Chaulmoogra oil used at Pleiestiftelsen Hospital

Chaulmoogra oil. Photo: Bergen City Museum. Objects belong to the Bergen Collections on the History of Medicine.

This oil was extracted from the seeds of the fruit of the Chaulmoogra tree in India, and it was used in the East for hundreds of years, not least to treat various skin disorders. The oil came to Europe in the mid-19th century, and several doctors claimed that it seemed to have a positive effect on leprosy patients. The oil was used and applied in ever new ways, both externally and internally, but it had many side effects and the results varied.

A young female chemist at the University of Hawaii, Augusta Ball, developed a method to make the active component of the oil water-soluble so that it could be injected directly into the muscle. The new product greatly improved the health of many people both in Hawaii and in other countries, becoming the most common treatment for leprosy in the world in the 1920s and 1930s.

However, it was not the miraculous cure for the disease that many people hoped, although it was the most effective treatment available before sulfa medications and, later, MDT came on the market. Unfortunately, Alice Ball died in 1916 at the tender age of 24 , and did not live to see the impact of her work, or any of her work published. The work of isolating individual constituents of the oil was taken over by Dr. Arthur Dean, and the medication was often subsequently referred to as ‘Dean’s derivatives’.

From the old laboratory at Pleiestiftelsen Hospital, now housing Armauer Hansen's Commemorative Rooms. Photo: Bergen City Museum. Objects belong to the Bergen Collections on the History of Medicine.
From the former laboratory installed in Pleiestiftelsen in 1895 and later turned into a memorial room for Armauer Hansen.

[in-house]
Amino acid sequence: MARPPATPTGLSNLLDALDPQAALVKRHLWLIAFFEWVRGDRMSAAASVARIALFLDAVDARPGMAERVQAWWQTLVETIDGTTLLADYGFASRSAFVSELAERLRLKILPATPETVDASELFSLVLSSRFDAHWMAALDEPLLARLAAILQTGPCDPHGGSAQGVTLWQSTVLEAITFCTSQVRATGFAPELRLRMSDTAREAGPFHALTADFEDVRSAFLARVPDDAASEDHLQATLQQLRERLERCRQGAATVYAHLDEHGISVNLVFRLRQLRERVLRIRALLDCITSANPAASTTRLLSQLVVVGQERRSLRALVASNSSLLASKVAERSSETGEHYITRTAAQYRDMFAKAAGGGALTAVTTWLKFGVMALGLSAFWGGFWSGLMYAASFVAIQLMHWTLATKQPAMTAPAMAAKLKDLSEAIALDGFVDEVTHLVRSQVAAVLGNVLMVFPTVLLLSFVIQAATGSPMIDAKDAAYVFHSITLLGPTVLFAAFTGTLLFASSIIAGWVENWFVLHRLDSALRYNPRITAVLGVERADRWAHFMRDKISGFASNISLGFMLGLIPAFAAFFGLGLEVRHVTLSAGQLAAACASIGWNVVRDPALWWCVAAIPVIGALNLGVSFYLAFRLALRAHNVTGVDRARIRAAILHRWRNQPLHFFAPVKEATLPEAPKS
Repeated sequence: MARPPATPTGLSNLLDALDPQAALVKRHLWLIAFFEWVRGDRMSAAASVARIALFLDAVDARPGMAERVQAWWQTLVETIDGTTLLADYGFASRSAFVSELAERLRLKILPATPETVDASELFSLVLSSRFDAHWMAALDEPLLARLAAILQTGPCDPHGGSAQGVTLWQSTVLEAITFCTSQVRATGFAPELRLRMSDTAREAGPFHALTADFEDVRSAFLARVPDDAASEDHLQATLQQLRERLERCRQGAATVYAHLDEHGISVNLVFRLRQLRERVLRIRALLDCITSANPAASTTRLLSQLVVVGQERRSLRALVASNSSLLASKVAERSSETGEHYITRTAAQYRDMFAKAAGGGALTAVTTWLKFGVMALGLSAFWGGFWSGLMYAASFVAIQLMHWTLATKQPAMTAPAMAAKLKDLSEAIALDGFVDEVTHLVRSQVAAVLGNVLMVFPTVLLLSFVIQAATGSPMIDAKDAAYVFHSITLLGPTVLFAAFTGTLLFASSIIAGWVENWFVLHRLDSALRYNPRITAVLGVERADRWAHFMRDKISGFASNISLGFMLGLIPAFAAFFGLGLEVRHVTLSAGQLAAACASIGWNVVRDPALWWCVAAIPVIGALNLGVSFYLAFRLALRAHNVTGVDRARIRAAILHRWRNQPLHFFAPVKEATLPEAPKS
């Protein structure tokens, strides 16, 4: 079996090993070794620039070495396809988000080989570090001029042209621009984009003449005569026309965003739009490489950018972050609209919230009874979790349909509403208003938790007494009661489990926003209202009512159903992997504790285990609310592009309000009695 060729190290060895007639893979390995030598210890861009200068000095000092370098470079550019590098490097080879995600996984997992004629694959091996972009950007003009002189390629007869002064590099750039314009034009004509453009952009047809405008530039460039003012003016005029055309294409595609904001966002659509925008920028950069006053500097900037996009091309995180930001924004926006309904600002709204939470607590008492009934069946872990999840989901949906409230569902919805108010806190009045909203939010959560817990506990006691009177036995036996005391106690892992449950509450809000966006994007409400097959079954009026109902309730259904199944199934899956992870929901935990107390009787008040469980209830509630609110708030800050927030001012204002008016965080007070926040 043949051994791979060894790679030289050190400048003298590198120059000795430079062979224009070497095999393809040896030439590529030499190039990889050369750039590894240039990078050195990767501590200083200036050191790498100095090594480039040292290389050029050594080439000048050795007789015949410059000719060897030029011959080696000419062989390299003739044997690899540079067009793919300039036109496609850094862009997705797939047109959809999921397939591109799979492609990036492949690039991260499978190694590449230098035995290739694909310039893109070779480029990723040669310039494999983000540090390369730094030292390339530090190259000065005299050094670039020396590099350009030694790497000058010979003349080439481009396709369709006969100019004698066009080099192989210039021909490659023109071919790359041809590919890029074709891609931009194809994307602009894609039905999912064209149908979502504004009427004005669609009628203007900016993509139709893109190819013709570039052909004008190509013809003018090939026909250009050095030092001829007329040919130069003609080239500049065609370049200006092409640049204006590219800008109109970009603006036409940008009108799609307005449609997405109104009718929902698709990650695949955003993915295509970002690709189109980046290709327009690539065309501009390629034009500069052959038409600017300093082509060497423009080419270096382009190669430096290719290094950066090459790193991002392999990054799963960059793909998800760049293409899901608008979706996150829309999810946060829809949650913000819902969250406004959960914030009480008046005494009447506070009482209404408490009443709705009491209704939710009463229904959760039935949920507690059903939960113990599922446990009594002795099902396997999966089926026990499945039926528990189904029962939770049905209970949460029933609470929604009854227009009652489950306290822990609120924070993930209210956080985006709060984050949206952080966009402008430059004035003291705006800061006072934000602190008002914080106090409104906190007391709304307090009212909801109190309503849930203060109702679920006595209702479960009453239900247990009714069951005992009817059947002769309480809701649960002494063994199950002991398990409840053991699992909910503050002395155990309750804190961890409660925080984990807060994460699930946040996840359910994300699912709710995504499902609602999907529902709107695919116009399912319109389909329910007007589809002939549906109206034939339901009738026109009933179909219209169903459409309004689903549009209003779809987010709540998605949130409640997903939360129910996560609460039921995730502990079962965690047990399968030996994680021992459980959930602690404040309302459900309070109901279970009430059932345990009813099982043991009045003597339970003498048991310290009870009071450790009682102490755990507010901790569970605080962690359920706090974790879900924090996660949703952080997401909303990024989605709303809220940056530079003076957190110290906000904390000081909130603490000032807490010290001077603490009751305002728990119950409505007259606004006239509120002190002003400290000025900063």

Photo: Bergen City Museum. Objects belong to the Bergen Collections on the History of Medicine.

Danielssen mentioned Chaulmoogra in Lungegaard Hospital’s annual report as early as in 1865. He noted that Rudolf Virchow had received the oil from a doctor in Bengal in India, and that he was keen to try it, although he did not have much faith in its ‘healing power’. Nor did his own trials a few years later generate any positive results.

Around 1900, H. P. Lie stated that he had tried both Chaulmoogra ointment and pills. He also intended to try injections under the skin, but refrained from this, since none of the residents at Pleiestiftelsen Hospital were willing to try it and he knew that such injections could be ‘accompanied by nasty complications’. He was afraid that he would not be able to continue with ‘any cure attempts’ if any kind of incident frightened the patients. 

However, one patient record shows that one female resident had repeatedly expressed a desire to try Dean’s derivatives, and that she received numerous injections into her muscles in March and April 1924. We do not know whether this led to any improvement in her condition. She died in 1928, a few days before her 74th birthday.

From patient record, Pleiestiftelsen. Bergen City Archives.
From a patient record: ‘She has several times expressed a desire to try “Dean’s derivatives’.
Bergen City Archives.
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